Empty thoughts and mutterings

Sunday, January 15, 2012

What's ailing Indian cricket?

I write this piece right after the Perth test match where India surrendered meekly to Australia to go down 3-0 in the Border-Gavaskar series. While this is clearly one of the low points in the recent past for Indian cricket, it also provides a valuable learning opportunity if the
people in charge look at it as such. While people are carelessly throwing names out to bring under the proverbial axe, it is critical for the think tank to not go berserk and be prudent with a long term vision in their decisions. The bottom line here is to accept the fact that we are really not a good test team. The #1 test team achievement is a thing of the past. And it is OK to not be good. It only serves as an opportunity to go into the rebuilding mode and find ways to be a good team for a long time to come. Here are my thoughts on a few of those decisions.

Virender Sehwag:

No action required. Yes, it is disappointing that he did not come good in 6 innings. But, let's be honest here - no good can come out of asking Viru to bat a certain way. Viru derives his success from his flamboyance and to take that away from him will not be wise. In my opinion, he is a known commodity and we die by the same sword we live by. I dont believe he has lost his ability to decimate opponents. He is just going through a rough patch.

Gautam Gambhir:

Presents an interesting conundrum. The positive is that he has shown intent to stay at the wicket and play a long innings. If only intents were enough. It's still better than not having one, isn't it? His performance down under poses a few questions.

1. Is Gautam Gambhir not as good as his record suggests or is he just going through a lean phase?

GG really is a fantastic opening batsman that has shown tremendous temparament and hunger for runs over the years. His record really is no fluke.
Having said that, his technique absolutely needs to be sorted out to be able to succeed in seaming, bouncy overseas conditions. Watching him play in australia this series, it struck me that his preparation was either not good enough or did not target some critical areas. He has to learn to leave the ball outside off stump with conviction and that comes with targeted preparation. Some of the decisions he made in the series were questionable to say the least.

2. Should he be allowed to go back to domestic cricket and sort out his issues?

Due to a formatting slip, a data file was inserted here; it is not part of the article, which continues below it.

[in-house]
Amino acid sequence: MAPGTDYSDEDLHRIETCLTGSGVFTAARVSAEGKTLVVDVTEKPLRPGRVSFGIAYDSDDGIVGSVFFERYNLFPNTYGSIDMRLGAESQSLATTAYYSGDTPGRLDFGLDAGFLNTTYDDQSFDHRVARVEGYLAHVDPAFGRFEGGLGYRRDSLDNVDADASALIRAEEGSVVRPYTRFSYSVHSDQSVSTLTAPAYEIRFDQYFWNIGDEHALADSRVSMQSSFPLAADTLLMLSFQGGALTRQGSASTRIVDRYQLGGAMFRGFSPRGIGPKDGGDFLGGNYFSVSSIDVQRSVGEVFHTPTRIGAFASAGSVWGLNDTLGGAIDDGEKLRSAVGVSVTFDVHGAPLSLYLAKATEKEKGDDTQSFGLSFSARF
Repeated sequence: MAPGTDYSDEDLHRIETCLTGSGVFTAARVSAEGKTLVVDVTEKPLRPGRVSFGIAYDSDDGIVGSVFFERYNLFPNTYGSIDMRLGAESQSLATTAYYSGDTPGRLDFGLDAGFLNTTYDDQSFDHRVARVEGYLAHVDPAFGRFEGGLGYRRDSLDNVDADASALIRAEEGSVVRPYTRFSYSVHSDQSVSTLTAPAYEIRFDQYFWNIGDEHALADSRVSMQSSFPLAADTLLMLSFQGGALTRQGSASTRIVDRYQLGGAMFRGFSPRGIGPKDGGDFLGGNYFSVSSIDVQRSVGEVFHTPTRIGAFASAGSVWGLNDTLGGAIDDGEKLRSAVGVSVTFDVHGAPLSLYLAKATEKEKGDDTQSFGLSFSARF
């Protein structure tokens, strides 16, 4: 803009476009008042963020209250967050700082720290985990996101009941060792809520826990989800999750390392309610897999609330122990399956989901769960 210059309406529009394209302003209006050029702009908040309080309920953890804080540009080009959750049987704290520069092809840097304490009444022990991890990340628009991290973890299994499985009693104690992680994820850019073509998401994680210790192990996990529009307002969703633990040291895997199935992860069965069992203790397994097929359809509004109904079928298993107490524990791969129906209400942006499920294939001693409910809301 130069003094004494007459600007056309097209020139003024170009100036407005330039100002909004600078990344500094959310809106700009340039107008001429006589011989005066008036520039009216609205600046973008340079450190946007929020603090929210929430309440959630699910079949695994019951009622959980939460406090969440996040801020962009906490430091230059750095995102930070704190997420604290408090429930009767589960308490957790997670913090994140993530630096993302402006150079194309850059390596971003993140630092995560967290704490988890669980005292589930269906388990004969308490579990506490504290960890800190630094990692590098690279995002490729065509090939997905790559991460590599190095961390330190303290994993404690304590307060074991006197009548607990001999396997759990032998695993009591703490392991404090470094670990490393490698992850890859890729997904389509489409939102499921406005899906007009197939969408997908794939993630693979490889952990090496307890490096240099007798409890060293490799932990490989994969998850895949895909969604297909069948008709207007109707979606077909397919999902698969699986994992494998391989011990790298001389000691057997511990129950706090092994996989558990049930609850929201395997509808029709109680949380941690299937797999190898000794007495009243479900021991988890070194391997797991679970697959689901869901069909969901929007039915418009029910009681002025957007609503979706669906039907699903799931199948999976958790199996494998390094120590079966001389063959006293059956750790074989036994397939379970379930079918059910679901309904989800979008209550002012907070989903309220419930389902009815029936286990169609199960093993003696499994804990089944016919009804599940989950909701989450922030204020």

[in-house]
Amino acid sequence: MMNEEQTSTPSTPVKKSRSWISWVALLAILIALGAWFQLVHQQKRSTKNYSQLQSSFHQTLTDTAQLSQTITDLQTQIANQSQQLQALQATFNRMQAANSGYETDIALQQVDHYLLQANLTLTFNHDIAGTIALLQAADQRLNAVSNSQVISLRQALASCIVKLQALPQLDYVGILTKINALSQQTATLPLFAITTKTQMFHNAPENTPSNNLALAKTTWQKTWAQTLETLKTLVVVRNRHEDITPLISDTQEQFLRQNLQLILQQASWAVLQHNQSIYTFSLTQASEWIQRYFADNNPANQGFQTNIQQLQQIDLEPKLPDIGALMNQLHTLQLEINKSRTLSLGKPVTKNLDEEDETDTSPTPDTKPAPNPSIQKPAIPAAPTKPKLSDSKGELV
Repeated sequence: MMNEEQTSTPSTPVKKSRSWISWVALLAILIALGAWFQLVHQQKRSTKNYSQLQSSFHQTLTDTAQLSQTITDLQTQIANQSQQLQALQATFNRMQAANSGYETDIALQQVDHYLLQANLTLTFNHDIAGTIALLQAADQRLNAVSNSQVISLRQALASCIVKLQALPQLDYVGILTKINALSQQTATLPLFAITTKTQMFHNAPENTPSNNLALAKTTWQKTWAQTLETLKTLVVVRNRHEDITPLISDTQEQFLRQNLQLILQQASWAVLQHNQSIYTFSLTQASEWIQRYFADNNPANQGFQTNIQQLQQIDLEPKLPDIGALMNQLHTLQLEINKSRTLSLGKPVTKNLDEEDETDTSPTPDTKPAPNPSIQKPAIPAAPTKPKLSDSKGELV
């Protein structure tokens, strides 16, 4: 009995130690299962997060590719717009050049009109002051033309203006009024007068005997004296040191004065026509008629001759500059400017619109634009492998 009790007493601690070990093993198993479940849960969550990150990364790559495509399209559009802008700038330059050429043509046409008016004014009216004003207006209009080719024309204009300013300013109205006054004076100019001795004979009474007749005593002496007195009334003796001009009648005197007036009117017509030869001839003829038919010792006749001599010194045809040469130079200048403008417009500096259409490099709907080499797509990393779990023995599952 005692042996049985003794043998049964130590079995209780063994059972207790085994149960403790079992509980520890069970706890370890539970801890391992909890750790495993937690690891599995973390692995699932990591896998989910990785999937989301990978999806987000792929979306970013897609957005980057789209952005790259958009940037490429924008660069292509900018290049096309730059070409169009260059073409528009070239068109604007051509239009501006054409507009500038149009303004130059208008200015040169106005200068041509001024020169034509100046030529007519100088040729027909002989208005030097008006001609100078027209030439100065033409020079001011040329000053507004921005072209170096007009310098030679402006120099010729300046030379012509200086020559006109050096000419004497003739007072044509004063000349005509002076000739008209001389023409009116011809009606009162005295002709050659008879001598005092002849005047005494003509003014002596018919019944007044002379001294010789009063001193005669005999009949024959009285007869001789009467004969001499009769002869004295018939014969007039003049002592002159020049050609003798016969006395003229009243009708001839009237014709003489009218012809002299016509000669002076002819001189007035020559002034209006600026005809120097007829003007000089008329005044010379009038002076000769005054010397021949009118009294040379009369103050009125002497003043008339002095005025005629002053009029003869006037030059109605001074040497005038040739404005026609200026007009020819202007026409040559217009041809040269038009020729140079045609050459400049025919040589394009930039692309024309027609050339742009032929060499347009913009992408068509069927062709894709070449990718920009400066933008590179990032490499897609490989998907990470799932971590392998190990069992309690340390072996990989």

I don't think that's going to be a useful exercise - here's why. He will comfortably dominate the weak bowling attacks and be a top performer at the Ranji level. I also think that he will continue to be successful in test series held in the subcontinent and those againt weaker oppositions overseas. Sending him back to Ranji will not address the problem at hand. GG would be much better off thinking about playing a season in county cricket.

3. How is our bench strength as far as opening batsmen are concerned.

We have 2 front runners - Ajinkhya Rahane and Abhinav mukund. From initial evidence, these guys also have the same issues i.e. outside the off stump issues in seaming conditions.

In essence, GG will continue to be successful in easier conditions and not so successful in bouncy conditions if status quo continues. He has shown the temperament to succeed in overseas conditions (as was seen in Capetown and in NZ). He will definitely need to sort out the issues if he doesn't want people to look for alternate options.

Virat Kohli:

Definitely a positive to come out of the series. Kudos to Sanjay Manjrekar (and other experts) who called for Virat to stay in spite of failures in the first two tests. Virat's 75 and 44 at perth (pretty average numbers by regular standards) will serve to transform him as an Indian test cricketer. It is critical for youngsters to be given a long rope to establish themselves and even more so in testing conditions like in Australia. If he was dropped him in place of Rohit, Virat would have looked at test cricket and cricket in australia very differently from how he does today. One relatively small action of keeping him in the lineup might have saved his test career. And don't worry about Rohit - he will get his due!


Ian Chappell blames the selectors for being short sighted and not rolling the dice earlier with some younger talent. He's infering that the Indian middle order should not have been RD, Sachin and VVS in that order. That opinion of his has the huge benefit of hind sight. The selectors picked a team that had the most experience playing in australia before and who would have thought that all of India's legends would pick this series to collectively lay an egg? Yes, you need to groom younger talent to fill in when seniors leave the team eventually. But for a marquee series like this one, you go with what's worked in the past.


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